The Mighty Maasai

The Mighty Maasai

Jan 17, 2014|Where we travel| by administrator

Living along the Great Rift Valley bordering Kenya and Tanzania, the Maasai people have maintained their culture despite being surrounded by the rapidly growing modern world around them.

The semi-nomadic people live near widely visited game parks, and as a result have become popular among tourists wishing to learn and even experience first-hand many of the Maasai age-old customs.

After migrating south from the lower Nile valley in Northwest Kenya around the 15th century, the Maasai settled in a large area stretching from northern Kenya to what is now central Tanzania over the next few centuries.  This caused many ethnic groups to assimilate in Maasai society, while others were forcibly relocated. The new mixture of Nilotic people with mainly a Cushitic group created other populations, like the Kalenjin and Samburu. There are essentially twelve geographical sectors of the Maasai tribe, varying in customs, appearance, and dialects.

Photo by Eric LindbergPhoto by Eric Lindberg

Photo by Pelin Karaca

Photo by Pelin Karaca

 Photo by Eric Lindberg
Photo by Eric Lindberg 
 
Visitors are welcome to learn how a Maasai warrior survives in the Serengeti by adapting
to his natural surroundings. The warriors are taught to track the movements of the wild
animals by studying their footprints and droppings. To protect themselves from the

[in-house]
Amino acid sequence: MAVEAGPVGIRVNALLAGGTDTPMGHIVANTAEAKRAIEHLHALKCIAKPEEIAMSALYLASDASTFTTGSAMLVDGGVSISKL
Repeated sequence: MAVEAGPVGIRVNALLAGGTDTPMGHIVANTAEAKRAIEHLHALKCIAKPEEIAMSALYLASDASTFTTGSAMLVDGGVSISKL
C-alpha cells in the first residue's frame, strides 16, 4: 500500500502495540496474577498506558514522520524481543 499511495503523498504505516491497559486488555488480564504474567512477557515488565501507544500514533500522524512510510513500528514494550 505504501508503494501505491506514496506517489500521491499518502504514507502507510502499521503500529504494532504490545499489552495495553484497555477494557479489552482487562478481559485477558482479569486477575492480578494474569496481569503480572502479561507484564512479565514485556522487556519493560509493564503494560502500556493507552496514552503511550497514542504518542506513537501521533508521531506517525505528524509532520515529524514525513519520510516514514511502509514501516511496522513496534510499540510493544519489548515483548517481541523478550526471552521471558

animals, they use a variety of weapons such as fighting sticks, spears, and bows and arrows.
Warriors also know how to create a fire through friction using a stick and a piece of wood, a
skill visitors can attempt.
 
Photo by Debbie Sturdivant Jordan
Photo by Debbie Sturdivant Jordan                                                                                                                                                                                                                                                                                                                                                            
 
Among the most famous ritual dances photographed is the adumu, or the "jumping dance", performed
during the coming of age ceremony for warriors called eunoto . Typically, one or two warriors step forth
and are circled by other warrior men. They then jump with a straight posture, never letting their heels
touch the ground. Warriors in the group may change the pitch of their voices depending on how high the men jump. 
 
Photo by Debbie Sturdivant Jordan
Photo by Debbie Sturdivant Jordan
 
Photo by Pelin Karaca
Photo by Pelin Karaca
 
Maasai clothing, called the Matavuvale, varies with gender, age, and location. For instance, young men usually wear black during the months following their circumcision. While the most common color is red, other colors and patterns are often worn by all. Shúka is the name of the sheets that Maasai people wrap around their body: one over each shoulder, and another over those two. Both men and women don elaborate body ornaments identifying their position in society. The ornaments, made by the women, are usually composed of dense and opaque glass beads.
Hair length is also a symbol for one's identity. Only warriors can have long hair, which they keep in thin braids. Shaving one's head is a ritual representing the beginning of a new stage in life. For example, when warriors go through eunoto and become elders, their long locks are shaved off. Women are also accustomed to shaving their head just before they get married and begin a new life with their partner.
To learn more about the Maasai people and how you can visit their community while traveling through Kenya, please visit the Holbrook Travel website.

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